from The American Heritage® Dictionary of the English Language, 5th Edition.
- transitive verb To cover completely in a liquid; submerge.
- transitive verb To baptize by submerging in water.
- transitive verb To engage wholly or deeply; absorb.
from The Century Dictionary.
- To plunge into anything, especially a fluid; sink; dip.
- Specifically, to baptize by immersion.
- Figuratively, to plunge into, as a state, occupation, interest, etc.; involve deeply: as, to immerse one's self in business.
- Immersed; buried; covered; deeply sunk.
from the GNU version of the Collaborative International Dictionary of English.
- transitive verb To plunge into anything that surrounds or covers, especially into a fluid; to dip; to sink; to bury; to immerge.
- transitive verb To baptize by immersion.
- transitive verb To engage deeply; to engross the attention of; to involve; to overhelm.
- adjective obsolete Immersed; buried; hid; sunk.
from Wiktionary, Creative Commons Attribution/Share-Alike License.
- verb transitive To put under the surface of a liquid; to
- verb transitive To involve deeply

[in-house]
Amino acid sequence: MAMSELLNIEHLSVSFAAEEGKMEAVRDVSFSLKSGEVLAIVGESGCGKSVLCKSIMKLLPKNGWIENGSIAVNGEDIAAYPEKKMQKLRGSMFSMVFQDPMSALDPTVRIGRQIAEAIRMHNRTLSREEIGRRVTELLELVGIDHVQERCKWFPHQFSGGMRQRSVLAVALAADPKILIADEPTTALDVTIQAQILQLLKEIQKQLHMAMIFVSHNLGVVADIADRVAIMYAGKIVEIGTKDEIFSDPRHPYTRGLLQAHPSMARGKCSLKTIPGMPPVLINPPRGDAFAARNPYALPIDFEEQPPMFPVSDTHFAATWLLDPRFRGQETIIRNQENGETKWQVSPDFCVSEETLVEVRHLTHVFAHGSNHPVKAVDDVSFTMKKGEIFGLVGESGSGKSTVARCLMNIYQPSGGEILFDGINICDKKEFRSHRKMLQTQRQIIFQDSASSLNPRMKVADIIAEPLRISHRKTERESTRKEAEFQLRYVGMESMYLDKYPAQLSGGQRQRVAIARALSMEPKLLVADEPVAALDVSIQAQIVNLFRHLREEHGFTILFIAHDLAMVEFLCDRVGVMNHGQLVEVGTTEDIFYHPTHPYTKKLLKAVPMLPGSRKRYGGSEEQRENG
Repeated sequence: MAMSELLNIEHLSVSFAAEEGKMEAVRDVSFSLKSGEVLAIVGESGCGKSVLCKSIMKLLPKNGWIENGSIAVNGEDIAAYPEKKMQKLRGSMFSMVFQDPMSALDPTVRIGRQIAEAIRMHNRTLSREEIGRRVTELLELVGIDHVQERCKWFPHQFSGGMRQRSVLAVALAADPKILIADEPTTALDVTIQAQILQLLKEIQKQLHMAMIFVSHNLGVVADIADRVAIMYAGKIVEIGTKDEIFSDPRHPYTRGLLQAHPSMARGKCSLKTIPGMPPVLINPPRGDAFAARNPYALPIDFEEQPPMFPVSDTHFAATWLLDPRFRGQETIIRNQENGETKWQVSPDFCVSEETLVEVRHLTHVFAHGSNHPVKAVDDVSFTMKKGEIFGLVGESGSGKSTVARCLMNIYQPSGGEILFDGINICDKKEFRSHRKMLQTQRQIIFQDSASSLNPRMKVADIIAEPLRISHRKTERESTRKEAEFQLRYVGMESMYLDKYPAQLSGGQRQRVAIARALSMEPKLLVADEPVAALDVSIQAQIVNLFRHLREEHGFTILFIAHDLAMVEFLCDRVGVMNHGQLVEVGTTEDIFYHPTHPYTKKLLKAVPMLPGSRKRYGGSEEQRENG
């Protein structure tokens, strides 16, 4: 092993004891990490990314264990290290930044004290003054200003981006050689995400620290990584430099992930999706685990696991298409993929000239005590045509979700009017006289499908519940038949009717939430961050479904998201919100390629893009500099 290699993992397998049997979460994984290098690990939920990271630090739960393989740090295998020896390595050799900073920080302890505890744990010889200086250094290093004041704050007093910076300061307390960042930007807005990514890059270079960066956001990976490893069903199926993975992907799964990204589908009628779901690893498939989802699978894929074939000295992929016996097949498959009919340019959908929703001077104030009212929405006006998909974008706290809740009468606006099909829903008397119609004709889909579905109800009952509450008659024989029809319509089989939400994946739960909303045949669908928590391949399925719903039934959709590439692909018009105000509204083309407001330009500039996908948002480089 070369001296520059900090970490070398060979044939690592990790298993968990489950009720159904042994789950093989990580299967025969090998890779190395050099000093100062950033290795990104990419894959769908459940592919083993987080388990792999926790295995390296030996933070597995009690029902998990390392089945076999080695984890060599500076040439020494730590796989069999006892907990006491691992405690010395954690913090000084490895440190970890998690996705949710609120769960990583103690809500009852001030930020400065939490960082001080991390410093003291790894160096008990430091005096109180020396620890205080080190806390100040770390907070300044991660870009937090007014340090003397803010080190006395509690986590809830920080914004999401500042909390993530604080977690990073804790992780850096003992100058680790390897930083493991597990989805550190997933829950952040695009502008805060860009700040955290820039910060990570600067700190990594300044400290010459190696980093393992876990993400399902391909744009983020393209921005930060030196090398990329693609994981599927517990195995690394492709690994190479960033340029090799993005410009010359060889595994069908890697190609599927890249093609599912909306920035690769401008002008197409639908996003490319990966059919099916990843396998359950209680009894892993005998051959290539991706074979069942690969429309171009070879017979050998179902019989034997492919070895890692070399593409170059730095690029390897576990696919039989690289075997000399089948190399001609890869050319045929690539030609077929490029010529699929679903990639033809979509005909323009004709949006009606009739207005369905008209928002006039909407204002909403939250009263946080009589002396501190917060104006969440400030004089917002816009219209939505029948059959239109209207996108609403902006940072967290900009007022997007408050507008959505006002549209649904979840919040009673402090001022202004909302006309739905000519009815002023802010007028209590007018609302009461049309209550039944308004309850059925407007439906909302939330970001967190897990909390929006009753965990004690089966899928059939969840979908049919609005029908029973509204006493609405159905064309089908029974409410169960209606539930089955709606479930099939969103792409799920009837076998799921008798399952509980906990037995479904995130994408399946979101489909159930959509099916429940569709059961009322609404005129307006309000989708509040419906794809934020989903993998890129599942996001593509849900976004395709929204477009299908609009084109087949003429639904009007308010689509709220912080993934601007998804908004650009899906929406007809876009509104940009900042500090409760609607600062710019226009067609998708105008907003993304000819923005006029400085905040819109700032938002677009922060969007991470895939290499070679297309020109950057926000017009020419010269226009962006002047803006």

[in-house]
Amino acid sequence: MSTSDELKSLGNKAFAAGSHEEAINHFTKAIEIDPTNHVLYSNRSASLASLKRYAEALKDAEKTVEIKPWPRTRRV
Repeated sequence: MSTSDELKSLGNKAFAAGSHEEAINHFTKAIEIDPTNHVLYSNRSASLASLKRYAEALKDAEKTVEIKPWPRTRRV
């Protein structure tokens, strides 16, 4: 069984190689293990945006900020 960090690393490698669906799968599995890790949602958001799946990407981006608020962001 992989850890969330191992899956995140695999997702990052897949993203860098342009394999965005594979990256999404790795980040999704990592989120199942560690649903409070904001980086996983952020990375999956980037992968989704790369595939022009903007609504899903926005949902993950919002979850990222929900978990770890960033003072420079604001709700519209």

from WordNet 3.0 Copyright 2006 by Princeton University. All rights reserved.
- verb thrust or throw into
- verb cause to be immersed
- verb enclose or envelop completely, as if by swallowing
- verb devote (oneself) fully to
from The American Heritage® Dictionary of the English Language, 4th Edition
from Wiktionary, Creative Commons Attribution/Share-Alike License
Greek baptizo can be made to mean sprinkle or pour, or pour upon, so also, and just as easily, can the English word immerse -- no more, no less.
If this testimony does not establish the right, title and, claim of the word immerse as the legitimate heir and successor of baptizo, then it is useless to try to prove anything; and if this testimony will not convince, neither would people be persuaded though one rose from the dead.
Danny Pudi says he gave himself a cold, and the cast watched Dawn of the Dead during the week of filming to "immerse" themselves in the zombie genre.
Perhaps when they shoot the jews it'll jump out of the screen at us and "immerse" us.
By the gift of his life in the Spirit, we can begin to 'immerse' our lives in his.
WILSON: Just to kind of immerse myself in the training company and pick what I thought would be a representative number of interesting characters and also ones who would typify.
I can * see* the 3-D but it does not "immerse" me any more than 2-D.
Developed with Eden Games, TDU2 is expected to "immerse" drivers in a persistent, online environment populated by multiplayer racing communities that compete, team up, and share achievements on a virtual track.
Virtools software allows you to create interactive educational courses, which "immerse" students in the virtual world of studied objects and phenomena;
I would imagine that in the not too distant future we'll be playing games that we "immerse" ourselves into using full body controls and actions.